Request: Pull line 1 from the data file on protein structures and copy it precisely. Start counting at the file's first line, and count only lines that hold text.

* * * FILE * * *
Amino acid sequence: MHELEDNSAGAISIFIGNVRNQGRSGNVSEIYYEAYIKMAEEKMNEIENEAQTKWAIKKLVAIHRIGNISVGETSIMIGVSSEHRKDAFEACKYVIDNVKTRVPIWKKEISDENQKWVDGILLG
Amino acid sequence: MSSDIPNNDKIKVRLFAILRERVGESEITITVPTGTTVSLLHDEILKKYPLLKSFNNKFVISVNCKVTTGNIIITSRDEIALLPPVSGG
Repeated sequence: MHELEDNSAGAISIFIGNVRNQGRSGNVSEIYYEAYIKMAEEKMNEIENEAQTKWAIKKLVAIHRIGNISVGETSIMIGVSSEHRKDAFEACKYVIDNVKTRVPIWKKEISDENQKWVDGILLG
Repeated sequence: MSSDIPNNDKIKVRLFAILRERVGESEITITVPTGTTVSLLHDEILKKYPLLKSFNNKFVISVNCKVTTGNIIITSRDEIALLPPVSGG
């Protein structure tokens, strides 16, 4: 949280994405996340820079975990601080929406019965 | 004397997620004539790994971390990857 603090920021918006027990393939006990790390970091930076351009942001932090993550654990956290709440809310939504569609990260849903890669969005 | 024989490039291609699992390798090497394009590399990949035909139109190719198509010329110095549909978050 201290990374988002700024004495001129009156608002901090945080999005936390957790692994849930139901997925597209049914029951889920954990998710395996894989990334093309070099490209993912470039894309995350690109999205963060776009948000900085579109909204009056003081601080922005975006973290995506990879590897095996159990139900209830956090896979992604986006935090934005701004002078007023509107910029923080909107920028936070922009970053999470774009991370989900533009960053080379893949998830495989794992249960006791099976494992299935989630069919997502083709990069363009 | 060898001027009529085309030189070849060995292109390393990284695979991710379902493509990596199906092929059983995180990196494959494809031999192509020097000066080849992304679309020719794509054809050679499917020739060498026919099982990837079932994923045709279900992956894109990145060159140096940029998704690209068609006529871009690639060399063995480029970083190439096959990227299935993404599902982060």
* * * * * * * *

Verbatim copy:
Amino acid sequence: MHELEDNSAGAISIFIGNVRNQGRSGNVSEIYYEAYIKMAEEKMNEIENEAQTKWAIKKLVAIHRIGNISVGETSIMIGVSSEHRKDAFEACKYVIDNVKTRVPIWKKEISDENQKWVDGILLG